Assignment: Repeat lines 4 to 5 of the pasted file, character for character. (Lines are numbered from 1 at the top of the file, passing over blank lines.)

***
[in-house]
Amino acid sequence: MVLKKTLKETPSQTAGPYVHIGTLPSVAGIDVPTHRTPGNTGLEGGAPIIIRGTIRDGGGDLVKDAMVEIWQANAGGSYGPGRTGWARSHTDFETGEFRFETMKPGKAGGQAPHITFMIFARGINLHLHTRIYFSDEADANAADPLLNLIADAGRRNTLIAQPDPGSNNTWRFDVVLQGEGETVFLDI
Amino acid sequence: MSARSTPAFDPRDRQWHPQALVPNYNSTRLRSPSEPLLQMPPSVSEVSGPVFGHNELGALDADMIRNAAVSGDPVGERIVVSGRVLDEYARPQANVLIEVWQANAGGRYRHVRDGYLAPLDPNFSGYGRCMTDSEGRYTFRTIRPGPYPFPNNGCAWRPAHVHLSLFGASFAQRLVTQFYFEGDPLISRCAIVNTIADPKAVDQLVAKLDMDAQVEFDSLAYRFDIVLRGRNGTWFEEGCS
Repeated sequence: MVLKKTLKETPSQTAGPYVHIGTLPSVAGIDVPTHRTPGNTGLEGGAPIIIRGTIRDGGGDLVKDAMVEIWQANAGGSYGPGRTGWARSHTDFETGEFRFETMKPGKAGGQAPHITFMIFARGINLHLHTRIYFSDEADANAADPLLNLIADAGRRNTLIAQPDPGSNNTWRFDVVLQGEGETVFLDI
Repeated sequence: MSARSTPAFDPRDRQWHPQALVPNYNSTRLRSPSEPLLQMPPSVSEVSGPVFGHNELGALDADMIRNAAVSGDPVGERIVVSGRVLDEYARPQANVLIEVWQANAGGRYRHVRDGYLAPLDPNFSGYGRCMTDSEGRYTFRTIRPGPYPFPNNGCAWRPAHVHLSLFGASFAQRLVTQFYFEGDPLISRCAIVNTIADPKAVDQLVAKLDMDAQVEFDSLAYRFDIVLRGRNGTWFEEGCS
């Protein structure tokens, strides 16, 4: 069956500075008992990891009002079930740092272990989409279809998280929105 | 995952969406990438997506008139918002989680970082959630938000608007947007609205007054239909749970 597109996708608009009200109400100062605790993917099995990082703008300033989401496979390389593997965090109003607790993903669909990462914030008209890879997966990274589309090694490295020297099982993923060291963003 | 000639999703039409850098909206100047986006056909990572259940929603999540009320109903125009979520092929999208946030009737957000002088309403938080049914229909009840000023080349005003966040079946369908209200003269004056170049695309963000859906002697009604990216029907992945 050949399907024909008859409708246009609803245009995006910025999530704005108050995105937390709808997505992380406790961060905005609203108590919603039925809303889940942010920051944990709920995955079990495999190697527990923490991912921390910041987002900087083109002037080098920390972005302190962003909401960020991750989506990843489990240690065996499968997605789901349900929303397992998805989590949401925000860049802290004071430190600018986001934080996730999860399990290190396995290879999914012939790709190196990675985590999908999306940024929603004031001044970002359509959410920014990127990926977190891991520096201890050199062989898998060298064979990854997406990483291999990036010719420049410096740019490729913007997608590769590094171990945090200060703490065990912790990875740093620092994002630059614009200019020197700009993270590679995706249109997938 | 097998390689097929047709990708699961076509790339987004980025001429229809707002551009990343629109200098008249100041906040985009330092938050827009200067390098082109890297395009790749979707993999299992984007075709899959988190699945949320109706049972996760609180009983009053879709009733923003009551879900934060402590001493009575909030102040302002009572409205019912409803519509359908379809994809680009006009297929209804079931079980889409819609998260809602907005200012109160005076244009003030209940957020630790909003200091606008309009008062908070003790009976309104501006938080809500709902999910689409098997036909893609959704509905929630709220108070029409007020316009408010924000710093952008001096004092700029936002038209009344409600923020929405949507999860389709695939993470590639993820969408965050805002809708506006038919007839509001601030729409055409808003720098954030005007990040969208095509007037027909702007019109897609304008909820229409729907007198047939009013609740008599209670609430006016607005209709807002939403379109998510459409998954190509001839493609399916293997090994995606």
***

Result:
Repeated sequence: MVLKKTLKETPSQTAGPYVHIGTLPSVAGIDVPTHRTPGNTGLEGGAPIIIRGTIRDGGGDLVKDAMVEIWQANAGGSYGPGRTGWARSHTDFETGEFRFETMKPGKAGGQAPHITFMIFARGINLHLHTRIYFSDEADANAADPLLNLIADAGRRNTLIAQPDPGSNNTWRFDVVLQGEGETVFLDI
Repeated sequence: MSARSTPAFDPRDRQWHPQALVPNYNSTRLRSPSEPLLQMPPSVSEVSGPVFGHNELGALDADMIRNAAVSGDPVGERIVVSGRVLDEYARPQANVLIEVWQANAGGRYRHVRDGYLAPLDPNFSGYGRCMTDSEGRYTFRTIRPGPYPFPNNGCAWRPAHVHLSLFGASFAQRLVTQFYFEGDPLISRCAIVNTIADPKAVDQLVAKLDMDAQVEFDSLAYRFDIVLRGRNGTWFEEGCS